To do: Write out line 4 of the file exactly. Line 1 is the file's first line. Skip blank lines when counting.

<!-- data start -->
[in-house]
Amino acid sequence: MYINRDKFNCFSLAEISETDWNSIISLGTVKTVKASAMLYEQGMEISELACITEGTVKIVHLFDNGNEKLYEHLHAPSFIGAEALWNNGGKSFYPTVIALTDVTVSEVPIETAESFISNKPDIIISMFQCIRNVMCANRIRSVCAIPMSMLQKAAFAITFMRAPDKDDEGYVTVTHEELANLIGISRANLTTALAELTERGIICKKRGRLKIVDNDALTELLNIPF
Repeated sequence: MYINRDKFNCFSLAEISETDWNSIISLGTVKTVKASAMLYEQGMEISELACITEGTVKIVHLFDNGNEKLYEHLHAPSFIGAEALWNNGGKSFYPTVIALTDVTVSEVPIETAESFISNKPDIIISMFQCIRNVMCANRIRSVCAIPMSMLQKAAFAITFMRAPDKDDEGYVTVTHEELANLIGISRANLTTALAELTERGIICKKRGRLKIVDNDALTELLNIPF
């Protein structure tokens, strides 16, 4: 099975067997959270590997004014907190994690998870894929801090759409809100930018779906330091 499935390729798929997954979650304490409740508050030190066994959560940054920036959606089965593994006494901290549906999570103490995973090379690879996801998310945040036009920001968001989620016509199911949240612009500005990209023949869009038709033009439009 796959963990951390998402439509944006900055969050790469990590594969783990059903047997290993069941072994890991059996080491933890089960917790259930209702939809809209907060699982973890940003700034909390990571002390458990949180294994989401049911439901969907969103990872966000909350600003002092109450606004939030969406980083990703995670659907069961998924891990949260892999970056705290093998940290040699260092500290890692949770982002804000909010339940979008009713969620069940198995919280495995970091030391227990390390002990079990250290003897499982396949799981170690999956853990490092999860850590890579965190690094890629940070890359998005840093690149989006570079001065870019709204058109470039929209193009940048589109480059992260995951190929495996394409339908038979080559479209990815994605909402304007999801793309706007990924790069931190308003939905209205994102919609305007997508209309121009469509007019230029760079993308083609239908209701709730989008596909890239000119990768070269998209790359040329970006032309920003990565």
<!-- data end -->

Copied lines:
């Protein structure tokens, strides 16, 4: 099975067997959270590997004014907190994690998870894929801090759409809100930018779906330091 499935390729798929997954979650304490409740508050030190066994959560940054920036959606089965593994006494901290549906999570103490995973090379690879996801998310945040036009920001968001989620016509199911949240612009500005990209023949869009038709033009439009 796959963990951390998402439509944006900055969050790469990590594969783990059903047997290993069941072994890991059996080491933890089960917790259930209702939809809209907060699982973890940003700034909390990571002390458990949180294994989401049911439901969907969103990872966000909350600003002092109450606004939030969406980083990703995670659907069961998924891990949260892999970056705290093998940290040699260092500290890692949770982002804000909010339940979008009713969620069940198995919280495995970091030391227990390390002990079990250290003897499982396949799981170690999956853990490092999860850590890579965190690094890629940070890359998005840093690149989006570079001065870019709204058109470039929209193009940048589109480059992260995951190929495996394409339908038979080559479209990815994605909402304007999801793309706007990924790069931190308003939905209205994102919609305007997508209309121009469509007019230029760079993308083609239908209701709730989008596909890239000119990768070269998209790359040329970006032309920003990565």